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Column: Operations must be factored into sales

Question: Our people in operations work hard and take delivering on our promises seriously. They feel blindsided by salespeople when they find out at the last minute about an upcoming job. When we fail to deliver, operations gets the blame. How do we avoid this?

Thoughts of the day: Customers want to know that they will receive what was promised. It is teams of people that pull off the promise. Figuring out reporting systems that spot problems before they happen will increase customer and employee satisfaction. The goal is a job well done every time.

It’s important that everyone in the company is clear on the standard to be met:

• On time, every time.

• No finger pointing.

• All commitments made are within the scope of the company’s ability.

• All projects are within budget.

• Accepted work can be handled effortlessly by a team well prepared to deliver.

These are a few key objectives to consider when setting the standards for your company. Auditing to make sure that all parties meet the standards will help to pinpoint problem areas that need attention.

Cut down on misplaced commitments to customers by putting together a way to decide, pre-commitment, if the job should be taken on. This process needs to answer a series of questions.

• Do we have enough capacity available at the time needed?

• Is it a good project (profitable, something we consistently do well)?

• Are any other commitments likely to come in that could get in the way?

• If we need to use outside resources, are we sure they will be available?

Set up a handoff /negotiation process between sales and operations. Use that process to ensure that incoming work is accurately described and fully evaluated at the time of handoff. Making sure all parties communicate about issues and resolve concerns before getting into the guts of a project will lead to better outcomes for everyone concerned, including the customer.

Keep active projects visible for all team members. Have a board that displays work proposed, contracts coming in, deals in process and jobs completed. Put someone in charge of updating the board daily, hourly if necessary. Consider putting the board up in a conference room or on a wall that everyone passes by.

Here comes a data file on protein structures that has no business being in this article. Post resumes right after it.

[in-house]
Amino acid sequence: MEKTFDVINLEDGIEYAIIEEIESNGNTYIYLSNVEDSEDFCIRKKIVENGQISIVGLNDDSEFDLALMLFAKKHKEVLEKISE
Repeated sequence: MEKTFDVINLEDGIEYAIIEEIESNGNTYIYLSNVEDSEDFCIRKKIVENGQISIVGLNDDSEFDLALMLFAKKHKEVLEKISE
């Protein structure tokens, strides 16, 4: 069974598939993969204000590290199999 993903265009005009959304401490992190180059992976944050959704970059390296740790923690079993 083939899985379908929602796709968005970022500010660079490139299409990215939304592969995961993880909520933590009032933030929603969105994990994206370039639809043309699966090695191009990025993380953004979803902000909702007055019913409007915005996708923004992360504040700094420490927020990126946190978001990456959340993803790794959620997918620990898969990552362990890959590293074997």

Have sales and operations staff meet daily to review what’s on the board, discuss possible changes and identify roadblocks to success. Have someone take notes during the meeting and quickly circulate to-do lists to all affected departments. Review the to-do lists at daily check-in meetings to make sure that roadblocks have been cleared.

Set a limit on capacity — somewhere under 100 percent of what operations can ideally deliver. Reserve that extra capacity for two functions. Half goes to last-minute requests that are high-quality, high-profit opportunities. The other half is flexible schedule work that can be sped up or delayed depending on how smoothly operations is performing. Let salespeople know when the cutoff is getting close, and hold sales within the limit.

Encourage operations staff to evaluate capacity regularly, and to under-forecast, rather than over-forecast, what they can handle. Allow for down time due to staff days off, machinery repairs and vendors who don’t deliver according to schedule. Expecting and planning that things might not go smoothly will help improve outcomes.

Make sure everyone belongs to the same team and is rewarded for overall success rather than individual success. Salespeople who get paid a commission for selling often forget to consider the constraints operations people will have to deal with. Operations may feel frustrated, thinking they do all the work as they watch sales get all the congratulations. Recognize all players for selling and delivering on time and in budget. Reward teamwork that identifies and heads off problems before they blow out of proportion. Encourage and promote team players who get the value of a job well done, from start to finish.

Looking for a good book? Try “How to Succeed with Continuous Improvement: A Primer for Becoming the Best in the World” by Joakim Ahlstrom.

Andi Gray is president of Strategy Leaders Inc., strategyleaders.com, a business-consulting firm that specializes in helping entrepreneurial firms grow. She can be reached by phone at 877-238-3535. Do you have a question for Andi? Send it via email to AskAndi@strategyleaders. Visit AskAndi.com for an entire library of Ask Andi articles.

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Andi Gray is president of Strategy Leaders Inc., strategyleaders.com, a business consulting firm that specializes in helping small to midsize, privately held businesses achieve doubled revenues and tripled profits in repetitive growth cycles. Interested in learning how Strategy Leaders can help your business? Call now for a free consultation and diagnostic process: (877) 238-3535. Do you have a question for Andi? Email her: AskAndi@StrategyLeaders.com. Visit AskAndi.com for an entire library of her articles.


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